‘What kind of people will we be?’ This question from the diary of Fella Scheps, a young Polish Jew who died in 1945 shortly after her liberation from the concentration camps, has been running through my head lately as, along with the rest of the world, I’ve watched Operation Protective Edge burn its way through Gaza and into our living rooms, poisoning further any chances of a solution to the Arab-Israeli conflict that is short of apocalyptic. My social network feeds have, like yours, been full of the horrendous images and awful facts that are the stuff of life in Gaza. It is clear, as Jeremy Bowen writes in the New Statesman, that ‘from Gaza to Damascus, the Middle East is on fire – and no one knows how to put it out.’
I have no practical solution to the broader political problem, chiefly because there is no real need to present one again. As an article by Bronwen Maddox in July’s issue of Prospect suggests, there is broad understanding that the practical steps are what they have been and always will be until somebody (ideally everybody) steps up: an agreement by both sides to abjure violence; cessation of Israeli settlement building and an easing of the economic blockade of the Palestinian Authority; recognition on the part of the Palestinian leadership that whether or not they think Israel should exist it nevertheless does exist and will continue to do so in the event of any peaceful solution. And then we can get down to the substantive issues of Jerusalem, refugees and everything else. Assuming we’re interested in a peaceful solution, the steps are as well-worn as the streets in the city that both sides have claimed for as long as memory.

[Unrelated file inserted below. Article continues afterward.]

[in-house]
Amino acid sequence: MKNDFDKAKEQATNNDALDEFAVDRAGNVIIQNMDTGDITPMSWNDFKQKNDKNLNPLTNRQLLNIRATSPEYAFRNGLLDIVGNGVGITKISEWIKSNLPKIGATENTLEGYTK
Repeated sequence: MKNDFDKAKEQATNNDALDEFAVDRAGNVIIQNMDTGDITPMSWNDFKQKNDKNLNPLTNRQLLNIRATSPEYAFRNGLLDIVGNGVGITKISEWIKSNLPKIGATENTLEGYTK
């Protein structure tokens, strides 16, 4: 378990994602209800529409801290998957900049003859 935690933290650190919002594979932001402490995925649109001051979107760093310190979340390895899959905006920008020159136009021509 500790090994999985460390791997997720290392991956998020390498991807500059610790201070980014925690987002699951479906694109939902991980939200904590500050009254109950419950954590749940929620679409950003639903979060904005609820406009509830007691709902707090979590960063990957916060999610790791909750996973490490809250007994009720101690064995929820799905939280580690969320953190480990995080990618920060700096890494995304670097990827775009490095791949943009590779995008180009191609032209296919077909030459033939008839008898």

But to what extent is anyone interested in a peaceful solution? The government of Israel clearly isn’t, preferring to bring the temple down on their own heads, chipping away at the pillars of the international support it has more or less enjoyed for sixty-five years: one more shell, one more broken ceasefire, one more dead child at a time. As someone who has spent his adult life studying the Holocaust and its aftermath, I understand (I think) something of the case ‘for Israel’: on this occasion, the bloodshed seems so disproportionate, the consequences so predictable, that I cannot find the words to make it. I have just started Shani Boianjiu’s novel The People of Forever are Not Afraid and shudder inwardly at the title. Please, be afraid. Please, don’t bank on the memory of your sufferings to shield you from the realities of what you’re doing. Please, stop banking on forever. Please, ask what kind of people you have become. Please: stop.
To a much lesser degree, this can be applied to the Palestinian side of the equation. A two-state solution will require a recognition of the other state. The fact of being oppressed and threatened and attacked is no guarantee of exemption from the scale of moral values. If there is one thing to be learnt (indirectly) from the Israeli rhetoric of existential threat, it is surely that suffering does not automatically ennoble.